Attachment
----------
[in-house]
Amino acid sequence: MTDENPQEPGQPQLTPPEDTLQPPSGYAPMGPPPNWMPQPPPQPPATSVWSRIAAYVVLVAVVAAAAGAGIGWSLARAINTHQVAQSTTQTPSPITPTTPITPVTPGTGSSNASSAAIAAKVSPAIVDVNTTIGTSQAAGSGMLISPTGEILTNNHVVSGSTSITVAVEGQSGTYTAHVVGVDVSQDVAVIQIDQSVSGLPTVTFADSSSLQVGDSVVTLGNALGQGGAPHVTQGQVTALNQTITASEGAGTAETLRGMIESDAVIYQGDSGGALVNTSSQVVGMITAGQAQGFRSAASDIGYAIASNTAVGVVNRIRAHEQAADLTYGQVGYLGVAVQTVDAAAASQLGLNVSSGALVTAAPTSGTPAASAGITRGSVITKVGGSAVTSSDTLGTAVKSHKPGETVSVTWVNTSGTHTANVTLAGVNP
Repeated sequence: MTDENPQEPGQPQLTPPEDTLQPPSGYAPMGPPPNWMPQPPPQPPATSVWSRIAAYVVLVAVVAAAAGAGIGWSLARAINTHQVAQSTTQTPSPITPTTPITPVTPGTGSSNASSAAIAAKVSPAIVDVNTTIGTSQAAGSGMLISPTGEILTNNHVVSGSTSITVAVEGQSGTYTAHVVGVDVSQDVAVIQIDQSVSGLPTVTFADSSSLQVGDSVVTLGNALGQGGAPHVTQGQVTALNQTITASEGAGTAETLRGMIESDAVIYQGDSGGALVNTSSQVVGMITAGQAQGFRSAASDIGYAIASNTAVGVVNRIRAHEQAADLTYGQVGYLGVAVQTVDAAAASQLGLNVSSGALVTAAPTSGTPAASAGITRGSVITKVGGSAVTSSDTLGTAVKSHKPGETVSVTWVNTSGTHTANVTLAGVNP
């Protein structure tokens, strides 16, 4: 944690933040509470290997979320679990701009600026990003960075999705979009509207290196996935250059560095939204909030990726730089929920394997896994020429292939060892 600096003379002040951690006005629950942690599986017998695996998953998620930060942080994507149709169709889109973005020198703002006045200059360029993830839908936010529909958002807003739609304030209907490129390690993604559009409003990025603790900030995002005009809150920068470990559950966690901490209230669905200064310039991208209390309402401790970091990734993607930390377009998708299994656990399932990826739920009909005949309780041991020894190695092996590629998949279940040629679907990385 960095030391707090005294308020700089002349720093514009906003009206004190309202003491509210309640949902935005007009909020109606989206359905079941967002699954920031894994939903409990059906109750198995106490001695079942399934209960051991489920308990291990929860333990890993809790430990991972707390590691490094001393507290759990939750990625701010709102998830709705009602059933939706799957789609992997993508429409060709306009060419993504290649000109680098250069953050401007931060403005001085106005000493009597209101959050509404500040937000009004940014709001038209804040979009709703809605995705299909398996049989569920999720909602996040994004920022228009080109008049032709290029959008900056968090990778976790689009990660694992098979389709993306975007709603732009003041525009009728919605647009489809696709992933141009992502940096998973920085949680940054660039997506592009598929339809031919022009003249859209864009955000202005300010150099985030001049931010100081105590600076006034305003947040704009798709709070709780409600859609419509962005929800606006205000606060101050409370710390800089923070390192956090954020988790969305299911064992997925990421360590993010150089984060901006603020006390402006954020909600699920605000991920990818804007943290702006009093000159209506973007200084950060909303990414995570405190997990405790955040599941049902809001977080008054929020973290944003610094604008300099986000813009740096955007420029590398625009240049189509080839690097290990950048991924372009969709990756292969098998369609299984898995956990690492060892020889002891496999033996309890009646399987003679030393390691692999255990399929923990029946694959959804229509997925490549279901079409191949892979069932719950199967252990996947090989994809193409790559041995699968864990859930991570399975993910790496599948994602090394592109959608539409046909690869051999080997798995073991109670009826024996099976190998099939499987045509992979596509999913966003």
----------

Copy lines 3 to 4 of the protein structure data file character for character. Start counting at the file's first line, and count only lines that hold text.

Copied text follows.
Repeated sequence: MTDENPQEPGQPQLTPPEDTLQPPSGYAPMGPPPNWMPQPPPQPPATSVWSRIAAYVVLVAVVAAAAGAGIGWSLARAINTHQVAQSTTQTPSPITPTTPITPVTPGTGSSNASSAAIAAKVSPAIVDVNTTIGTSQAAGSGMLISPTGEILTNNHVVSGSTSITVAVEGQSGTYTAHVVGVDVSQDVAVIQIDQSVSGLPTVTFADSSSLQVGDSVVTLGNALGQGGAPHVTQGQVTALNQTITASEGAGTAETLRGMIESDAVIYQGDSGGALVNTSSQVVGMITAGQAQGFRSAASDIGYAIASNTAVGVVNRIRAHEQAADLTYGQVGYLGVAVQTVDAAAASQLGLNVSSGALVTAAPTSGTPAASAGITRGSVITKVGGSAVTSSDTLGTAVKSHKPGETVSVTWVNTSGTHTANVTLAGVNP
């Protein structure tokens, strides 16, 4: 944690933040509470290997979320679990701009600026990003960075999705979009509207290196996935250059560095939204909030990726730089929920394997896994020429292939060892 600096003379002040951690006005629950942690599986017998695996998953998620930060942080994507149709169709889109973005020198703002006045200059360029993830839908936010529909958002807003739609304030209907490129390690993604559009409003990025603790900030995002005009809150920068470990559950966690901490209230669905200064310039991208209390309402401790970091990734993607930390377009998708299994656990399932990826739920009909005949309780041991020894190695092996590629998949279940040629679907990385 960095030391707090005294308020700089002349720093514009906003009206004190309202003491509210309640949902935005007009909020109606989206359905079941967002699954920031894994939903409990059906109750198995106490001695079942399934209960051991489920308990291990929860333990890993809790430990991972707390590691490094001393507290759990939750990625701010709102998830709705009602059933939706799957789609992997993508429409060709306009060419993504290649000109680098250069953050401007931060403005001085106005000493009597209101959050509404500040937000009004940014709001038209804040979009709703809605995705299909398996049989569920999720909602996040994004920022228009080109008049032709290029959008900056968090990778976790689009990660694992098979389709993306975007709603732009003041525009009728919605647009489809696709992933141009992502940096998973920085949680940054660039997506592009598929339809031919022009003249859209864009955000202005300010150099985030001049931010100081105590600076006034305003947040704009798709709070709780409600859609419509962005929800606006205000606060101050409370710390800089923070390192956090954020988790969305299911064992997925990421360590993010150089984060901006603020006390402006954020909600699920605000991920990818804007943290702006009093000159209506973007200084950060909303990414995570405190997990405790955040599941049902809001977080008054929020973290944003610094604008300099986000813009740096955007420029590398625009240049189509080839690097290990950048991924372009969709990756292969098998369609299984898995956990690492060892020889002891496999033996309890009646399987003679030393390691692999255990399929923990029946694959959804229509997925490549279901079409191949892979069932719950199967252990996947090989994809193409790559041995699968864990859930991570399975993910790496599948994602090394592109959608539409046909690869051999080997798995073991109670009826024996099976190998099939499987045509992979596509999913966003």